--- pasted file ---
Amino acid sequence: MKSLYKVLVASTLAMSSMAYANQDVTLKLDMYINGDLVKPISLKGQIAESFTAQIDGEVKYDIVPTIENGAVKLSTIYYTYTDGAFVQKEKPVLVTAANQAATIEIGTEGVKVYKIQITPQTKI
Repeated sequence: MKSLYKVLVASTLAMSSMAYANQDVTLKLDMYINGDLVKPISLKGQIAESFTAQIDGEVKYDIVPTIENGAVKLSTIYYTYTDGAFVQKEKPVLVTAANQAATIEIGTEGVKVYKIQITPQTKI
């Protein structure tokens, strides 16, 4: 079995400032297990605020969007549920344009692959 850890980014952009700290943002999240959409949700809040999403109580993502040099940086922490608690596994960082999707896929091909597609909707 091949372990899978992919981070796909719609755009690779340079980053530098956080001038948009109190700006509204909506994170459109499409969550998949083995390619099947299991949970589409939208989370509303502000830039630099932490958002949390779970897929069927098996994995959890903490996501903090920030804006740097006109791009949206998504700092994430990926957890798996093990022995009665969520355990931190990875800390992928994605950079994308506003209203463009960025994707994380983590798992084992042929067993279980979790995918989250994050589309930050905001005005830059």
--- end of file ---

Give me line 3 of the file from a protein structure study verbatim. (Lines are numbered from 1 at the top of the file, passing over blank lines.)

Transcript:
């Protein structure tokens, strides 16, 4: 079995400032297990605020969007549920344009692959 850890980014952009700290943002999240959409949700809040999403109580993502040099940086922490608690596994960082999707896929091909597609909707 091949372990899978992919981070796909719609755009690779340079980053530098956080001038948009109190700006509204909506994170459109499409969550998949083995390619099947299991949970589409939208989370509303502000830039630099932490958002949390779970897929069927098996994995959890903490996501903090920030804006740097006109791009949206998504700092994430990926957890798996093990022995009665969520355990931190990875800390992928994605950079994308506003209203463009960025994707994380983590798992084992042929067993279980979790995918989250994050589309930050905001005005830059």